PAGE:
6) Special tax assessment on privately chartered jets: Wow! What a treasure trove with a state populated with the likes of Spielberg, Hanks, Cruise and the like, not to mention all of the investment bankers and VC guys in the Bay Area. $1,000 per seat per flight. Assuming your 'average' G4 has eight seats, that's $8,000 per flight. At 100 flights per day, this amounts to $292 million per annum. Annuitize this as a 'capital flight' bond and the state has created another $4.38 bil in bonds to re-finance itself.

"And this is just a beginning. We haven't explored special wealth taxes assessed against Berkshire Hathaway, its shareholders, or the Emperor himself, let alone Arnold, his prized cigar industry, or the funky real estate that he owns in Venice. Please feel free to pass this along to the muckity-mucks in the campaign or in Omaha, er, I mean, Laguna Beach.

"Very truly yours,

"Stephen W. Shipman
"Taxpayer: Property taxes; Utility taxes; Sales taxes; Gasoline Taxes; Income taxes; Special District taxes galore"

Posted by Donald L. Luskin at 11:26 AM | link  

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Here's a source-linked version of my op-ed running in today's Wall Street Journal. [Here's a non-subscription link]

Hasta la Von Mises, baby! Gone are the hopes that Arnold Schwarzenegger would bring his own brand of free-market Austrian economics to California's troubled economy. The would-be tax terminator has chosen as his chief economics advisor a tax perpetuator -- Warren Buffett.

The choice of Mr. Buffett is a betrayal of the libertarian economic ideals that Mr. Schwarzenegger has lived by since he emigrated from Austria as a penniless 21-year old. In introducing the 1991 re-release of Milton Friedman's "Free To Choose" video series, Mr. Schwarzenegger said, "I come from Austria, a socialistic country... I felt I had to come to America, where government isn't always breathing down your neck or standing on your shoes."

At the 2002 shareholders meeting of Berkshire Hathaway, Mr. Buffett said "This has been a tremendous economic system. It's a system that showers rewards on my particular skill set... The tax system is the way to distribute the prosperity." Mr. Schwarzenegger parlayed his own particular skill set into a position at the very top of the pyramid -- but he did it Mr. Friedman's way, not Mr. Buffett's.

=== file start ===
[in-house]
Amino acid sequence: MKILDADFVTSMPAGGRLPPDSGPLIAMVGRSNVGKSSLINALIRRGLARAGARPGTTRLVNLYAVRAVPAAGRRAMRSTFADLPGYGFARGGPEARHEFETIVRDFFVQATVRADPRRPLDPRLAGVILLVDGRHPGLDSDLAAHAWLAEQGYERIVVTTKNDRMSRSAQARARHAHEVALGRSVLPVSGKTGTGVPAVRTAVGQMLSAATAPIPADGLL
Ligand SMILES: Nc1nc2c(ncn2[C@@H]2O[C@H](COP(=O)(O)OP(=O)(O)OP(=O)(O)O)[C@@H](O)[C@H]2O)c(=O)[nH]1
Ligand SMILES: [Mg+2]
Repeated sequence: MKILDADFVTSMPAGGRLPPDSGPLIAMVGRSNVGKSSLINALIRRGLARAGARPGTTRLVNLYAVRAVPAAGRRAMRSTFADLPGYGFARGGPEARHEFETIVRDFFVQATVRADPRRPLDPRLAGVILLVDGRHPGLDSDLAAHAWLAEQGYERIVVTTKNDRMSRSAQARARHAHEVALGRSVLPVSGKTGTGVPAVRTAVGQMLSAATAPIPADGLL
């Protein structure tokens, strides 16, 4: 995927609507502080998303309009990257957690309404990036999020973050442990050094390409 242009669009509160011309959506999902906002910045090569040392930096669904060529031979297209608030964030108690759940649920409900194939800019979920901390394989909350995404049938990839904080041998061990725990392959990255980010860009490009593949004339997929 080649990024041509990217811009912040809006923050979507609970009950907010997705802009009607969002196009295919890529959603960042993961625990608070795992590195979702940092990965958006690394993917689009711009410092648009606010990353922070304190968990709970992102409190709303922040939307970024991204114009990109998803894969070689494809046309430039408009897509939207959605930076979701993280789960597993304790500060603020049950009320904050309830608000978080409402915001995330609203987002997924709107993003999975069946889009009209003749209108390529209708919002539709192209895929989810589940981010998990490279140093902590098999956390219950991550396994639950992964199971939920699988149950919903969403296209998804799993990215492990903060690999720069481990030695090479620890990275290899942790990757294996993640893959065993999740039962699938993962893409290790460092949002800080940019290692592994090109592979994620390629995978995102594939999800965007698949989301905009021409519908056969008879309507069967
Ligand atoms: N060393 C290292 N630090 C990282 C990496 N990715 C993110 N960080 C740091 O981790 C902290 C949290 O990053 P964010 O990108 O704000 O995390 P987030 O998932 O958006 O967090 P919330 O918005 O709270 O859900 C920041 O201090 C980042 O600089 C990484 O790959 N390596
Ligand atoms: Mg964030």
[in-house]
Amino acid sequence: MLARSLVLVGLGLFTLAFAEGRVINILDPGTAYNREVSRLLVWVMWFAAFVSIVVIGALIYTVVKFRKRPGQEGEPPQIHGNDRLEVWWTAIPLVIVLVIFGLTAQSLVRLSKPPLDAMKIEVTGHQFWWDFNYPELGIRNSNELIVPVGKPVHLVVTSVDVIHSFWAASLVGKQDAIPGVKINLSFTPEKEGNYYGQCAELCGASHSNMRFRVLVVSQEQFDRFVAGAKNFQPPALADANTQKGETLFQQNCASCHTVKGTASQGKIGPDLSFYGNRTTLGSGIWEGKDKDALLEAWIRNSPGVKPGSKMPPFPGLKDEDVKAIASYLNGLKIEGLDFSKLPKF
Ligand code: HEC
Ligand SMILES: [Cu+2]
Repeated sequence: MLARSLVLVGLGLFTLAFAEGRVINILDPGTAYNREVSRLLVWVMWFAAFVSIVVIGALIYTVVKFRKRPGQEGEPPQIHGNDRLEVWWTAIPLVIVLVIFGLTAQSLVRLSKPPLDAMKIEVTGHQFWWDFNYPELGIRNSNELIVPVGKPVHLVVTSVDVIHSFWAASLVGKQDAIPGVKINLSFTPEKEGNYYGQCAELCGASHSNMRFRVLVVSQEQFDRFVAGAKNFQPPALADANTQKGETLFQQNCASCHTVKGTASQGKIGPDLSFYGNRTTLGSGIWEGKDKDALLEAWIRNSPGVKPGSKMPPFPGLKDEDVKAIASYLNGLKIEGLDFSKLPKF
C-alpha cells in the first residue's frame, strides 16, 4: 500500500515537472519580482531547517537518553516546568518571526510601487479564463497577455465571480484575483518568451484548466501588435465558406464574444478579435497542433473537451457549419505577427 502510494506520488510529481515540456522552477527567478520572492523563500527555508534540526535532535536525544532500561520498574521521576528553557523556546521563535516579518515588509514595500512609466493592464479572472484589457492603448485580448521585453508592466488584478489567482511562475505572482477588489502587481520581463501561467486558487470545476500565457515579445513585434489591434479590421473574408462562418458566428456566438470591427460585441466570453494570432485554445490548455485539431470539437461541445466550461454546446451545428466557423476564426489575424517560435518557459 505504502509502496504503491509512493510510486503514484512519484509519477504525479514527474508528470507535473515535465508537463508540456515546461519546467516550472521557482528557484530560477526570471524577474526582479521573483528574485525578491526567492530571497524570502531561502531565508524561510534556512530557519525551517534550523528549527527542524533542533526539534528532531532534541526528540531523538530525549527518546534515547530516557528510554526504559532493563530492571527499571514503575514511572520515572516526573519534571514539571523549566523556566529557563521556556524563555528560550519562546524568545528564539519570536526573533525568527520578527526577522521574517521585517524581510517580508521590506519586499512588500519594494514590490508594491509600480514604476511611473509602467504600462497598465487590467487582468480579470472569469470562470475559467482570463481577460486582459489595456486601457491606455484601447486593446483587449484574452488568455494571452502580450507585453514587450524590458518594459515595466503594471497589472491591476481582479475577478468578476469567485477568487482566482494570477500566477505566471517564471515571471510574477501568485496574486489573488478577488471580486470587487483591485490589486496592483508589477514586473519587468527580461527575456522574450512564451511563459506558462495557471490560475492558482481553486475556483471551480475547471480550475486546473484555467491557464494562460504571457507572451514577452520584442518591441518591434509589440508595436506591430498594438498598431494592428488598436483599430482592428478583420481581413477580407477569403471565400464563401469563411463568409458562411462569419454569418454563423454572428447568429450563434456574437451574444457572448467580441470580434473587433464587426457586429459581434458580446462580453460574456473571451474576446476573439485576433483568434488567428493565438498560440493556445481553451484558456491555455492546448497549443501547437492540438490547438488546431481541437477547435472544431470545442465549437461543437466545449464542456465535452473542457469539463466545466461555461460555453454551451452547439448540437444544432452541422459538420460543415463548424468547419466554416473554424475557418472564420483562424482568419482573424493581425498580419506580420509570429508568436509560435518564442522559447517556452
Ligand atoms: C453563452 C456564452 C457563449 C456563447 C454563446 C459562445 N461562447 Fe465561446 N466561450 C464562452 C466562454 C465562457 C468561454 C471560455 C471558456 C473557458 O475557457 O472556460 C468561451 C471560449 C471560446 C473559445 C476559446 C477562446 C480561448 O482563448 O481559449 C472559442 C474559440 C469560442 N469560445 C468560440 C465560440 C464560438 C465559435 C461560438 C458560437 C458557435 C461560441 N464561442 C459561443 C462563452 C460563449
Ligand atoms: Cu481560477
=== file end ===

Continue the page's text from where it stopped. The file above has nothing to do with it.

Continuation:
In a campaign so far lacking in policy proposals, Mr. Schwarzenegger has said that his approach to California's budget crisis will be to stimulate growth by making the state a friendlier place for business. That's just the ticket, but will Mr. Buffett advise him how to achieve that by using taxation to "distribute the prosperity"? Been there, done that. California is already taxed to death. And Mr. Buffett's well known opposition to every major tax cut proposed by the Bush administration suggests that Mr. Schwarzenegger will be advised to just keep on taxing.

Some have speculated that Mr. Buffett would bring Wall Street credibility to a Schwarzenegger administration that will have to peddle $10 billion in bonds. That's a fantasy. Wall Street won't mistakenly believe that Mr. Buffett knows anything about public finance, just because he's made some smart investments in razor blades. Mr. Buffett will be at a similar loss to advise Mr. Schwarzenegger on reinvigorating California's sputtering growth engine, its high tech sector. Berkshire's chief has famously said, "Technology is something we just don't understand."

Yet technology company leaders understand that Mr. Buffett has been vocally opposed to stock options, the quintessential form of compensation for employees at all levels of California's entrepreneurial tech culture. Mr. Buffett says options discourage managers from paying dividends. Yet he also opposed the elimination of dividend taxes, which do even more to discourage them. And Berkshire Hathaway -- which issues no options -- hasn't paid a dividend in years!

Mr. Buffett says that if companies must issue options, they should go only to top executives-not 21-year-old immigrants from Austria. And he believes adamantly that options should be expensed in financial statements. How's that going to go over with potential supporters like Cisco's Republican CEO John Chambers, who has lobbied aggressively against options expensing -- and has plenty of earnings challenges already?